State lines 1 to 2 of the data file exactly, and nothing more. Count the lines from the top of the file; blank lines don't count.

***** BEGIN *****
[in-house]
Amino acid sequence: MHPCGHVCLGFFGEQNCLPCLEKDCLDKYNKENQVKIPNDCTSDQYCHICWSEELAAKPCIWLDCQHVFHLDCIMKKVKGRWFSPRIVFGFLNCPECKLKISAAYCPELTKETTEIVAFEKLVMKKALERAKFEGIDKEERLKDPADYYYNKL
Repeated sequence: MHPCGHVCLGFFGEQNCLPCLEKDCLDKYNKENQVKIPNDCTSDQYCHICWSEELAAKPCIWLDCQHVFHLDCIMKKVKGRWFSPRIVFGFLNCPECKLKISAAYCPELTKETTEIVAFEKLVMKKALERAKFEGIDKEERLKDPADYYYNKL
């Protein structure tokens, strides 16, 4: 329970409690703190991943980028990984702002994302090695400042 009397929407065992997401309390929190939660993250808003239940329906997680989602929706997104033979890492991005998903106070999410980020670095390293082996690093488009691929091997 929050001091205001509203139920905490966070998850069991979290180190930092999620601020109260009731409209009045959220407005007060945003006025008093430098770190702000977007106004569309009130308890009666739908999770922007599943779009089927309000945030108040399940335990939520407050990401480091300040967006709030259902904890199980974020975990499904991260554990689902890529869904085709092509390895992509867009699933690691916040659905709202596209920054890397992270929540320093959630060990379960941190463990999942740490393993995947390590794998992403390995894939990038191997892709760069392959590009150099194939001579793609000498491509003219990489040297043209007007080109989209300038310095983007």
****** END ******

[in-house]
Amino acid sequence: MHPCGHVCLGFFGEQNCLPCLEKDCLDKYNKENQVKIPNDCTSDQYCHICWSEELAAKPCIWLDCQHVFHLDCIMKKVKGRWFSPRIVFGFLNCPECKLKISAAYCPELTKETTEIVAFEKLVMKKALERAKFEGIDKEERLKDPADYYYNKL